I find it difficult to imagine anyone, even the most diehard film aficionado, getting excited about the upcoming Oscars.
However, it is that time of the year, when the upcoming Academy Awards take the spotlight and reading from the perennial script, the entertainment media once again attempts to resuscitate an event that has grown tired looking, its flimsy magic appearing lackluster and somewhat old-fashioned.
Even the most incorrigible and shameless commentators have a challenge trying to animate this predictable, overly choreographed occasion.
The speculative, gasping anticipation usually achieves full stride following the Golden Globes: the conjecture around who will win best actor, best film or best director, as if the outcome was something of real importance.
That the Golden Globes are the precursor to the Oscars has seriously diminished that event’s prestige, as in many ways the Golden Globes function as a mere dress rehearsal for the primary event.
The prestige attached to the Golden Globes is that the winners have a shot at receiving an Oscar, the proverbial brass ring of the film industry.
On the positive side, last year’s Academy Awards garnered the lowest ratings in the show’s history, down approximately 5 million viewers and at 26.5 million had the lowest standing since Nielsen began tracking the event’s ratings in 1974.
While 2.5 million viewers is still a disturbingly high number, one can only hope that last year’s low ratings are a good omen, signifying that the obsession with celebrity is waning, and people are reclaiming their autonomy and not living vicariously through some vacuous notion of celebrity.
On the night of the Academy Awards galla, the hype begins before the show at the red carpet cattle run as the “stars” file by, some relishing the attention while others feel accosted by the garrulous entertainment journalists.
Many actors and people involved in the film industry also have misgivings about awards. For instance, Viggo Mortensen, who is up for best actor award this year for his role in “Green Book” said this, “Awards for Arts, where you make comparisons, don’t make much sense.”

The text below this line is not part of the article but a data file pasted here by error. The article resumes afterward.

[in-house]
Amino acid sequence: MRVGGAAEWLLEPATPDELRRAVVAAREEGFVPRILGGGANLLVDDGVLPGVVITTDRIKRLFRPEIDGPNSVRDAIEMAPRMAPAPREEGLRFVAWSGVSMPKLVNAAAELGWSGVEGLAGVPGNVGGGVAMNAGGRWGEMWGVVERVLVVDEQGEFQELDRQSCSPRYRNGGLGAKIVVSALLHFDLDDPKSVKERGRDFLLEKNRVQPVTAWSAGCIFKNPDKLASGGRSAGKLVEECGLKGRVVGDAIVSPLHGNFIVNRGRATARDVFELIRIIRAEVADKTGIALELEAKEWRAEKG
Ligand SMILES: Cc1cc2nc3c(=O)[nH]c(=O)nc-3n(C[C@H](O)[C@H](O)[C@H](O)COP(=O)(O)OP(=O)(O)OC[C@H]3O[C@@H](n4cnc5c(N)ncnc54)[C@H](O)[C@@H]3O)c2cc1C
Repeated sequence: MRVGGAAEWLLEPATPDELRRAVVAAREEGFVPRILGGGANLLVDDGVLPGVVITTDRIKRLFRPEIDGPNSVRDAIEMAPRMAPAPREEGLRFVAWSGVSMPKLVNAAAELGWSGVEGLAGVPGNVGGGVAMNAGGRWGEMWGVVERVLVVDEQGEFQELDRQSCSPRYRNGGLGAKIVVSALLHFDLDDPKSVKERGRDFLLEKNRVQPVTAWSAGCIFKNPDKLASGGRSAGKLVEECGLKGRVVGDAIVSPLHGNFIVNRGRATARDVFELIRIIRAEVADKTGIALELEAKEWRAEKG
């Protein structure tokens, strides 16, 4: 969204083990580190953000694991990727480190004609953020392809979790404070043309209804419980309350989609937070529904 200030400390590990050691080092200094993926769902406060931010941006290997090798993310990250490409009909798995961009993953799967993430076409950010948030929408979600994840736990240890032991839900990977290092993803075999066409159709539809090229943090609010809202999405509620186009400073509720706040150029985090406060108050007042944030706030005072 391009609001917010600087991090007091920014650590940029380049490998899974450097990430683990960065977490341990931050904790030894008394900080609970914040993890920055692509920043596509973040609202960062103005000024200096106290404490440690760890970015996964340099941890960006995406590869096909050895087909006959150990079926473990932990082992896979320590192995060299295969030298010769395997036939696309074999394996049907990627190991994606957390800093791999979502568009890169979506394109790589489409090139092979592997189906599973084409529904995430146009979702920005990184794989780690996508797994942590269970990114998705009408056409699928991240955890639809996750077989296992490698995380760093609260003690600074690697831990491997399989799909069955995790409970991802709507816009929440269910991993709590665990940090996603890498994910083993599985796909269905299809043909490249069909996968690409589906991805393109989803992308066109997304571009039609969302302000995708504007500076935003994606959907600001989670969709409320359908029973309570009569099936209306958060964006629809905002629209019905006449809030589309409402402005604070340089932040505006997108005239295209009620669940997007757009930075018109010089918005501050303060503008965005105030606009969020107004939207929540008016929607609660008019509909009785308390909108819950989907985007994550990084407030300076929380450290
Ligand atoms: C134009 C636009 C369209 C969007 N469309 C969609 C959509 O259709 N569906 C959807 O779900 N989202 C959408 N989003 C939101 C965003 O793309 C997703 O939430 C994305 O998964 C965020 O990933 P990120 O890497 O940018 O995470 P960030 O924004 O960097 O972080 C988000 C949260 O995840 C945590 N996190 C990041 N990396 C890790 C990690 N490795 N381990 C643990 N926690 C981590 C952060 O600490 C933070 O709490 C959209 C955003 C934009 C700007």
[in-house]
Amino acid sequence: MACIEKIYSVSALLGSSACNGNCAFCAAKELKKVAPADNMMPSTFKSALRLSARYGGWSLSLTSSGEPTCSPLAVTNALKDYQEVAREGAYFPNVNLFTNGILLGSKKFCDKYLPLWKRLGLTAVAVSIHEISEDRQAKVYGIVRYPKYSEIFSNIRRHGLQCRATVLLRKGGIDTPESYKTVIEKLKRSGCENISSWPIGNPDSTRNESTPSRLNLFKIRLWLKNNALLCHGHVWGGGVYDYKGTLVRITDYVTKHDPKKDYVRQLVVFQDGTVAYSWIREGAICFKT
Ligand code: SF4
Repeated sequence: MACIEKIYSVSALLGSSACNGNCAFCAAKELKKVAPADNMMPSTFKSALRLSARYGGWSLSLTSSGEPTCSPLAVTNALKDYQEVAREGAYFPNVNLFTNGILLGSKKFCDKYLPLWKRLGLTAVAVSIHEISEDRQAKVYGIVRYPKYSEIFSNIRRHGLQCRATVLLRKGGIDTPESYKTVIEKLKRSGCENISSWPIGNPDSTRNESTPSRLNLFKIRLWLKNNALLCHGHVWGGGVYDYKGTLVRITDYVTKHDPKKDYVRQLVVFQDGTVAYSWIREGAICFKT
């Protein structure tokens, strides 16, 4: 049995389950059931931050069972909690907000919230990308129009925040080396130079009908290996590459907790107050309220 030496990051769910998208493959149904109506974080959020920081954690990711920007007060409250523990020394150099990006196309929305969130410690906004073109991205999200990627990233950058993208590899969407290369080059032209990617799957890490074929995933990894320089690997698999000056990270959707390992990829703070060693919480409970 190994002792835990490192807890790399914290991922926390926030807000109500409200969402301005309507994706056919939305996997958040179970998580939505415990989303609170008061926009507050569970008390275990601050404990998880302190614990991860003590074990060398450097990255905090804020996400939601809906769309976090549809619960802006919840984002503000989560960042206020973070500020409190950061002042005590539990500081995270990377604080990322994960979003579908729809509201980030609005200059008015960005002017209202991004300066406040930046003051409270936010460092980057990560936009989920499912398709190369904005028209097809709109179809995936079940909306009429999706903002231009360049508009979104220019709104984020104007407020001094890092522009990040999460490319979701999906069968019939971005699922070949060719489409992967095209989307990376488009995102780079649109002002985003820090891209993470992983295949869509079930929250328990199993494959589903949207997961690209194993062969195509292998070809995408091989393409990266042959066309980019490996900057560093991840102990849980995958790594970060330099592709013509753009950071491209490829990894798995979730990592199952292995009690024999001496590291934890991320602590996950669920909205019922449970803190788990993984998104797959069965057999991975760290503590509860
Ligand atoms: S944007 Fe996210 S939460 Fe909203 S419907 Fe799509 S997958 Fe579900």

Green Book, an excellent movie by most accounts, is in the running for best picture and also features Mahershala Ali who won an Academy Award for the 2016 movie “Moonlight.”
Bill Murray also sees the disconnect between awards and the actual business of acting and making movies.
Although Murray has had a slew of award nominations, he had this to say about such accolades: “Awards are meaningless to me and I have nothing but disdain for anyone who actively campaigns to get one.”
In most instances the effect of presenting awards, especially in such a public forum, creates a distortion in the subjective realm of the arts. The Oscars are an industry marketing strategy that allows a small coterie of industry insiders to decree what is best, which is a remarkably passive way for the public to decide what movie is worthy of its attention.
Much of the Oscars gala is extraneous to moving making or excellence in one’s craft. It is essentially not about movies, directing, acting, visual art or storytelling: the Awards are about celebrity which is a blight on our attention and a black spot on our judgment and for all its outsized self-importance, the show serves to trivialize and obscure the very work it is supposed to celebrate.